Transfusion medicine

Transfusion therapy

Plasma use



Topic Completed: 8 September 2021

Minor changes: 8 September 2021

Copyright: 2021, PathologyOutlines.com, Inc.

PubMed Search: Plasma use [TI]

Abdulaziz Al Mana, M.D. M.Sc.
Yamac Akgun, M.D.
Page views in 2020: 17
Page views in 2021 to date: 154
Cite this page: Al Mana A, Yan C, Akgun Y, Wu Y. Plasma use. PathologyOutlines.com website. https://www.pathologyoutlines.com/topic/transfusionmedplasma.html. Accessed December 3rd, 2021.
Definition / general
Essential features
Terminology

Product Postcollection temporary hold Frozen postcollection
FFP Within 8 hours
PF24 Refrigerated within 8 hours Within 24 hours
PF24RT24 Room temperature for up to 24 hours Within 24 hours

Post thaw 0 - 24 hours Post thaw 24 - 120 hours
FFP Thawed plasma
PF24 Thawed plasma
PF24RT24 Thawed plasma
Plasma, cryoprecipitate reduced Thawed plasma, cryoprecipitate reduced
Characteristics
  • All types of plasma should contain coagulation factors, natural anticoagulants and ADAMTS13 at acceptable levels but lower levels of heat labile Factors V and VIII can result if freezing of fresh plasma is delayed
  • All frozen plasma products should be infused immediately after thawing or refrigerated for up to 24 hours
    • After 24 hours, the product must be relabeled as thawed plasma and can be stored in the refrigerator for an additional 4 days
    • Thawed plasma has reduced levels of mainly Factors V, VII and VIII
  • PF24 and PF24RT24 are prepared when whole blood or plasma cannot be transported, processed and frozen in time after phlebotomy due to geographic or logistical constraints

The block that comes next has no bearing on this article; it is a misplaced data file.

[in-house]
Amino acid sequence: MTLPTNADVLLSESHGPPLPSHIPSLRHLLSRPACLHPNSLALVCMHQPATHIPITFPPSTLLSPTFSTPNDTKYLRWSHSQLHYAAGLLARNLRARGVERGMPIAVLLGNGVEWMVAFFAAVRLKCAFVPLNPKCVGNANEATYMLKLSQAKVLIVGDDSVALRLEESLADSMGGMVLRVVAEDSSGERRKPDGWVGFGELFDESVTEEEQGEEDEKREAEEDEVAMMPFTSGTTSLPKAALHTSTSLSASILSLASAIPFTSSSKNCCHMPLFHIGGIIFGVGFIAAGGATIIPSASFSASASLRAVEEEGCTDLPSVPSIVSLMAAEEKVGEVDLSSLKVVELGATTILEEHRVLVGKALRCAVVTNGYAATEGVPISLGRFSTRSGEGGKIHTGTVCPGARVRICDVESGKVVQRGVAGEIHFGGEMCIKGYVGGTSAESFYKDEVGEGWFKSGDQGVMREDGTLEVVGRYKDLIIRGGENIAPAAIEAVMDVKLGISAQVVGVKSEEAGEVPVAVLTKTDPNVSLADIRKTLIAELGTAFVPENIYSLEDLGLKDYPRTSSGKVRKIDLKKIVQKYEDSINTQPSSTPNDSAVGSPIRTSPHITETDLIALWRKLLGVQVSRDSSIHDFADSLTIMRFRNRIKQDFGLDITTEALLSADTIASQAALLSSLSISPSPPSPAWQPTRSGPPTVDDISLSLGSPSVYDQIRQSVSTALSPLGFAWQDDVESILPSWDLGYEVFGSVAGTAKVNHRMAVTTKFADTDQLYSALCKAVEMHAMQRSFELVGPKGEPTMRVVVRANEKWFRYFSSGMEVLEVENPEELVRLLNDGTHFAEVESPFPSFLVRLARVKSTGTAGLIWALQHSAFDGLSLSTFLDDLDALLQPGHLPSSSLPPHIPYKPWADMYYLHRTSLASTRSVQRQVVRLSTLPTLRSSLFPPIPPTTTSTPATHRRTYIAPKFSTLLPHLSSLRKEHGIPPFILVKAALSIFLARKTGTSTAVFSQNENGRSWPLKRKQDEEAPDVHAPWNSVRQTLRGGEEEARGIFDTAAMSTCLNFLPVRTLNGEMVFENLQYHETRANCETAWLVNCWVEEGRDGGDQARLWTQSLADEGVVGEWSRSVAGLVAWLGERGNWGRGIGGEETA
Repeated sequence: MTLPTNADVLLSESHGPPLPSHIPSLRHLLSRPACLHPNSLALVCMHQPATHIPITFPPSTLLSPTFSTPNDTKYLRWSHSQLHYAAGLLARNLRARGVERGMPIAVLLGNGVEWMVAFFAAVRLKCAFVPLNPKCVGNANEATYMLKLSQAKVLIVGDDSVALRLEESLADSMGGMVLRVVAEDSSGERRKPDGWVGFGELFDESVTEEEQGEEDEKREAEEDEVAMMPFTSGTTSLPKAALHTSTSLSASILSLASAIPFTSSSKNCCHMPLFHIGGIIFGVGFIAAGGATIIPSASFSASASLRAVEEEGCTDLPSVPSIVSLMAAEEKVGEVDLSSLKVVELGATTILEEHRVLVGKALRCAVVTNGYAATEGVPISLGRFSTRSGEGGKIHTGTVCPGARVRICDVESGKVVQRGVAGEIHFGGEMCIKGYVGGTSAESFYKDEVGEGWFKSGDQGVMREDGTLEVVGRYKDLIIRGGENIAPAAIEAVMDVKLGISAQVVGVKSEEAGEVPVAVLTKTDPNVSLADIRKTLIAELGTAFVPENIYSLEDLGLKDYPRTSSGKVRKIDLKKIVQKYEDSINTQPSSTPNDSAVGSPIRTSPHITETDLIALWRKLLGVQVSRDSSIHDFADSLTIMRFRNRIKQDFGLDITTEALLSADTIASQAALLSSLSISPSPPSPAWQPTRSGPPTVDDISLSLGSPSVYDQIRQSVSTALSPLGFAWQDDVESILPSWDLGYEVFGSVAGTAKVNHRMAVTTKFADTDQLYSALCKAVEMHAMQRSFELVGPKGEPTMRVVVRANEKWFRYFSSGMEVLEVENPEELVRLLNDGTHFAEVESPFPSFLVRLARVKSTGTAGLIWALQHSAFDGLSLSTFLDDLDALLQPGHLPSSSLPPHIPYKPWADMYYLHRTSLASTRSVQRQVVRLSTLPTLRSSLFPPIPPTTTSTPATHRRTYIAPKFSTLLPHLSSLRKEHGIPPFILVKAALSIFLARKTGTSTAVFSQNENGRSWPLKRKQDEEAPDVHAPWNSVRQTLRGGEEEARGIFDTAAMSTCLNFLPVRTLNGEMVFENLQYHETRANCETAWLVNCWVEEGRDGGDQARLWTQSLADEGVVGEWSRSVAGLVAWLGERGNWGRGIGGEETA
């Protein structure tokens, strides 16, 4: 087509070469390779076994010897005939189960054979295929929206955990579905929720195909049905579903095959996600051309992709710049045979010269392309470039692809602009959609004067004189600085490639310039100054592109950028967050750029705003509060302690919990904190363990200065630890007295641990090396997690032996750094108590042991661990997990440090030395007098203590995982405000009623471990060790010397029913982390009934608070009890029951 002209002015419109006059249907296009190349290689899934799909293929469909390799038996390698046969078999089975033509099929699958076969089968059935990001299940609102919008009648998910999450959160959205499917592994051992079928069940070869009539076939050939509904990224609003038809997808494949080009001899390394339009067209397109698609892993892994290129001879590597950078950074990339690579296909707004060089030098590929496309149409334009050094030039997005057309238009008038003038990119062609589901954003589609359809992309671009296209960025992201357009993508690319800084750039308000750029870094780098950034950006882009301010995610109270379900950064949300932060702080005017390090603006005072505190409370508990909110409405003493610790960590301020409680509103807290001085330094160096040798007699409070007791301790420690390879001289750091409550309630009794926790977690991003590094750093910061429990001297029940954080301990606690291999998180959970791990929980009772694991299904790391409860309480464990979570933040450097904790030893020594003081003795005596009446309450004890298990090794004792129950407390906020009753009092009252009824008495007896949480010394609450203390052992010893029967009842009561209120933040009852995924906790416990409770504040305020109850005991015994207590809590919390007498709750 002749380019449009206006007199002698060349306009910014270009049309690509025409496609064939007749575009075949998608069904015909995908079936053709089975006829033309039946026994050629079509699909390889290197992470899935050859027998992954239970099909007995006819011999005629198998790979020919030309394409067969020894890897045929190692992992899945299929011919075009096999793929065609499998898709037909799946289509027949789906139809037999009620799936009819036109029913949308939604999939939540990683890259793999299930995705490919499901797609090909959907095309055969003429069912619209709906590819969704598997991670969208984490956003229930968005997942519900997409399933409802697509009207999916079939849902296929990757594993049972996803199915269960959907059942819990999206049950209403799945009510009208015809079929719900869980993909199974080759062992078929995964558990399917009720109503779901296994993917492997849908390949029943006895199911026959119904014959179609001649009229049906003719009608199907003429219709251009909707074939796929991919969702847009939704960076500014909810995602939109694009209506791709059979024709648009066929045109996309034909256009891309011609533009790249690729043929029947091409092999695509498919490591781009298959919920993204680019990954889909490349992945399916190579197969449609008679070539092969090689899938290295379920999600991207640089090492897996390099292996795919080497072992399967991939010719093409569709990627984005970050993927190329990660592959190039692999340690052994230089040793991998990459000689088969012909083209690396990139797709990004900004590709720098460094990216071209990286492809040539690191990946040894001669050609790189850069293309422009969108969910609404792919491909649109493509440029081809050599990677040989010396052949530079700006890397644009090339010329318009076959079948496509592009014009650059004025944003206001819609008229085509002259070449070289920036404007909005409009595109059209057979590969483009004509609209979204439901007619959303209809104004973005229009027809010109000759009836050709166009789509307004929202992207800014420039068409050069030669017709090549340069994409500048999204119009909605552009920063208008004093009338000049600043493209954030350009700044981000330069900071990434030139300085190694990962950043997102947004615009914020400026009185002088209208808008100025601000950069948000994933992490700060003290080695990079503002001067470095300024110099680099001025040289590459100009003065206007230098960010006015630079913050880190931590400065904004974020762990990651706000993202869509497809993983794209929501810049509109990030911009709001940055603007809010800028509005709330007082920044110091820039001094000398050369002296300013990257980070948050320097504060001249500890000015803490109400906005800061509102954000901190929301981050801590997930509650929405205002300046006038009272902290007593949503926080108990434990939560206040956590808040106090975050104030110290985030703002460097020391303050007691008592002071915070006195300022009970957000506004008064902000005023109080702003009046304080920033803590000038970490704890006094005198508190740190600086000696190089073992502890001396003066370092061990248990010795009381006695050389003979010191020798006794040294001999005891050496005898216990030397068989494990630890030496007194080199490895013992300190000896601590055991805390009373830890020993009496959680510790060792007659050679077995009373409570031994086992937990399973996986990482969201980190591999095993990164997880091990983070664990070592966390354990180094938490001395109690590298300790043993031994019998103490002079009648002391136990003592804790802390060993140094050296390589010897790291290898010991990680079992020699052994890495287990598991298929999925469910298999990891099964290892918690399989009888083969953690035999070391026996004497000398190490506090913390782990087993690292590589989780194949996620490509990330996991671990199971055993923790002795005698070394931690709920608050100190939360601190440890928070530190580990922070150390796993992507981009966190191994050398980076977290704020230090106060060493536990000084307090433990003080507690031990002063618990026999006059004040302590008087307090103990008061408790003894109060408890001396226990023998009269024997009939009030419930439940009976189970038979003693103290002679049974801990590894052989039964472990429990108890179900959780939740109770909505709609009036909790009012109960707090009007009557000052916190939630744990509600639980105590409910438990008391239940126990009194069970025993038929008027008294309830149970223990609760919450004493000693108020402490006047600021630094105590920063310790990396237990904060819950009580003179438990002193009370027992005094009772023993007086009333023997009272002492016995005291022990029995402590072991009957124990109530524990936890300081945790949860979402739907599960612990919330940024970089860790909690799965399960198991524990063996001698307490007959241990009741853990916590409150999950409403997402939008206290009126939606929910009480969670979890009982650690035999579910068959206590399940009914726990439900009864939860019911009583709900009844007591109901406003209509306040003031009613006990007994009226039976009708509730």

• Both have reduced levels of Factor VIII compared with FFP
    • PF24 also has reduced levels of protein C while PF24RT24 furthermore has reduced levels of Factor V and protein S
  • Plasma, cryoprecipitate reduced is deficient in fibrinogen, Factor VIII, Factor XIII and von Willebrand factor (vWF) due to removal of the cryoprecipitate
  • Liquid plasma has variable levels of coagulation factors and other proteins
  • Reference: AABB: Circular of Information for the Use of Human Blood and Blood Components [Accessed 2 June 2021]

Product Compared with FFP, reduced levels of
PF24 Factor VIII and protein C
PF24RT24 Factors V and VIII and protein S
Thawed plasma Factors V, VII and VIII
Liquid plasma Variable; depends upon storage condition

Product Shelf life
FFP 12 months frozen
7 years at -65 °C (with FDA approval)
Thawed plasma 4 days after the initial 24 hour post thaw period
Liquid plasma 26 days (from anticoagulant citrate dextrose (ACD) / citrate phosphate
dextrose (CPD) or citrate phosphate double dextrose (CP2D) whole blood units)
40 days (from citrate phosphate dextrose adenine (CPDA-1) whole blood units)
Pathophysiology
  • Transfusion reactions that are strongly associated with plasma transfusion include allergic / anaphylactic reactions, transfusion related acute lung injury (TRALI) and transfusion associated circulatory overload (TACO); although less common, other types of transfusion reaction may occur (Transfusion 2012;52:65S, Blood 2019;133:1840)
  • TRALI is one of the leading causes of transfusion related mortality
    • Characterized by acute hypoxemia and noncardiogenic pulmonary edema occurring within 6 hours of transfusion
    • Most patients recover within 96 hours with respiratory support
    • Higher risk from plasma containing blood products due to the presence of antibodies against human leukocyte antigens (HLA) or human neutrophil antigens (HNA)
    • Current mitigation strategies to minimize the exposure risk to HLA alloantibodies include collection from men, never pregnant women or parous women who test negative for HLA antibodies
  • Transfusion associated circulatory overload (TACO) has a similar presentation and should be included in the differential diagnosis for TRALI
    • TACO is typically involved with large volume plasma transfusions in susceptible individuals with evidence of cardiogenic pulmonary edema and volume overload (increased brain natriuretic peptide [BNP] or N terminal pro B type natriuretic peptide [NT proBNP])